Substance Abuse Prevention and Treatment (SAPT) block grant.  $2.074 billion is requested to support the public health systems provision of treatment services to those suffering from addiction.  These funds complement State and local support and Medicaid / Medicare funding for treatment services for eligible persons.

Screening and Brief Intervention and Referral to Treatment (SBIRT).  SBI is a low cost, high impact approach wherein patients receiving medical services in regular health facilities are screened for drug abuse and referred for follow-up treatment if necessary.  The FY 2011 request through the Substance Abuse and Mental Health Services Administration (SAMHSA) is $41.1 million, a $12.0 million increase over the FY10 enacted level.  By April, 2009, 838,050 patients in grantee sites had been screened: 17.1 percent required brief interventions, 3.0 percent required brief treatment, and 3.7 percent required referrals to specialized programs.  More information is at

Residential Substance Abuse Treatment (RSAT).  $30 million requested for RSAT supports the provision of residential treatment prior to release in state and local prisons and jails.

Drug Courts.  SAMHSA’s FY 2011 drug-court budget request is $56.4 million, a $12.6 million increase over the FY10 enacted level.  The Justice Department’s FY 2011 budget request for Drug, Mental Health, and Problem Solving Courts is $57.0 million.  Drug courts serve 44.7 percent of counties in the United States.  They reduce recidivism, long-term cost, and drug demand.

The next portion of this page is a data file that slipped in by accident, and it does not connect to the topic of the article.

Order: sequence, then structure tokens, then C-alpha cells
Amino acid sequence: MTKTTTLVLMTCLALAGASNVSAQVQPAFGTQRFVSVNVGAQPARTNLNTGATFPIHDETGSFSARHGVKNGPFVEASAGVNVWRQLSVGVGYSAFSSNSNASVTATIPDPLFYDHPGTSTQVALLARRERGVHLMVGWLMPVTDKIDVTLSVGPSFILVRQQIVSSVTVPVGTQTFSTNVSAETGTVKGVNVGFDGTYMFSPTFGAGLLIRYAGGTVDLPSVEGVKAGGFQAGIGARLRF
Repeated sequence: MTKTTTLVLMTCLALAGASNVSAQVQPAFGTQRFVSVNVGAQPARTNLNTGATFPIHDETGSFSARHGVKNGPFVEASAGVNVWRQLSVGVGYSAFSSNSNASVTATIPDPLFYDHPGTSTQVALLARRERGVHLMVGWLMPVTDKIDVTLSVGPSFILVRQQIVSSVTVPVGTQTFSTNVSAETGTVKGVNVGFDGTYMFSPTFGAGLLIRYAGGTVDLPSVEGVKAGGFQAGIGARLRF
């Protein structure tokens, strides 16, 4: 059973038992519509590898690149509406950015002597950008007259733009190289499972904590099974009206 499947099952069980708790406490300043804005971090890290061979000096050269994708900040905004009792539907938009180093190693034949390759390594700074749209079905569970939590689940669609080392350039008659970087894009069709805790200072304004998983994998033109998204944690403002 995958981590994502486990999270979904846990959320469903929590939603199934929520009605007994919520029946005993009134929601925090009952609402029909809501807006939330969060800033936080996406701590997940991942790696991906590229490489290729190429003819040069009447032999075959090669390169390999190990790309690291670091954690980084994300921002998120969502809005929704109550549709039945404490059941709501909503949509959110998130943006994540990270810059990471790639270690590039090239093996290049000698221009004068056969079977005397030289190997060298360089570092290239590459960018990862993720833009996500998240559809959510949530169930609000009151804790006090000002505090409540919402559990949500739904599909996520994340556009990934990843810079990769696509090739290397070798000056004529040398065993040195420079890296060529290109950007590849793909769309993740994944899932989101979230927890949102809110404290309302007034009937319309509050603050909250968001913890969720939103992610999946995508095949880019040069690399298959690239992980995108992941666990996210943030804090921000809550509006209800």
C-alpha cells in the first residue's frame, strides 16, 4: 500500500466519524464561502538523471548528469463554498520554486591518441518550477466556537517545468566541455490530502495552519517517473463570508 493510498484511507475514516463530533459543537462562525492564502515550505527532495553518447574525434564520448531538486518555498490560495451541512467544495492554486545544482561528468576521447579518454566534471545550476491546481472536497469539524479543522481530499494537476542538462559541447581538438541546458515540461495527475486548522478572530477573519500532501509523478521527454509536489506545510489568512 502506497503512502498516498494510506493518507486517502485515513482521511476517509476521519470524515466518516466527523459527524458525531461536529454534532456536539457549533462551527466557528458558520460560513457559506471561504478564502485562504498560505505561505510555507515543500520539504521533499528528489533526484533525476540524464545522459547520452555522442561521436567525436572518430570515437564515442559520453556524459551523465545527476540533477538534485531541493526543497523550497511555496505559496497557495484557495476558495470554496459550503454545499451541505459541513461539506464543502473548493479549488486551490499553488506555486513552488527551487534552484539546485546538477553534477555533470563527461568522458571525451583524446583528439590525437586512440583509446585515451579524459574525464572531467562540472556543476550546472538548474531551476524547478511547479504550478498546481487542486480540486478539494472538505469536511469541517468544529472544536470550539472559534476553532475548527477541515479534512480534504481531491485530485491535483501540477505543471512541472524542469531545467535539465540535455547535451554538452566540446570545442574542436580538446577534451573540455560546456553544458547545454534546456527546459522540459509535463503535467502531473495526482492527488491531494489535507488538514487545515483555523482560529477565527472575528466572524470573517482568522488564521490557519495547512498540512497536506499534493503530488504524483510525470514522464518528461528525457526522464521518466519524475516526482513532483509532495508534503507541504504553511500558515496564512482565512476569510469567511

In FY 2011, NIDA will request $658.9 million to research more effective treatment of the disease of substance abuse.  Prior discoveries such as buprenorphine to treat opiate addiction have helped thousands reduce the urge to use opiates.  Research on how marijuana affects the brain has led to better understanding of the drug’s dangers, as well as development of syn­thetic chemicals with the therapeutic potential to target the areas of the brain affected by THC found in marijuana.

Recovery Support

Coordinated after-care, peer-led support, and other recovery support services help people to build or re-build a lifestyle of health and wellness in addition to non-use.  Effective recovery support programs also help people gain skills that lead to self-sufficient and productive lives without using substances.

The Second Chance Act shifts priority to rehabilitating parolees.  Re-entry programs combine treatment, job training, employment assistance, and life skills training.  Long-term treatment is available upon release.  $50.0 million of the funding requested for Second Chance Act programs is scored for budget purposes as drug-related. Additionally, the Administration supports drug testing and sanctions for violations which have been shown to deter drug use and re-incarceration among the community correctional population.

Access to Recovery enables treatment-seeking populations to choose their preferred treatment modality and ancillary services. 

Through an individualized assessment and voucher system, comprehensive services are provided, ranging from housing, job training, relapse prevention, to child-care and transportation.  The FY 2011 budget requests $108.9 million to support selected ongoing programs and provide funding to support the award of 4 new ATR grants.  More information at:

[i] Substance Abuse and Mental Health Services Administration, National Survey on Drug Use and Health, 2008 (September 2009).

[ii][ii][ii][ii] Substance Abuse and Mental Health Services Administration, National Survey on Drug Use and Health, 2008 (September 2009).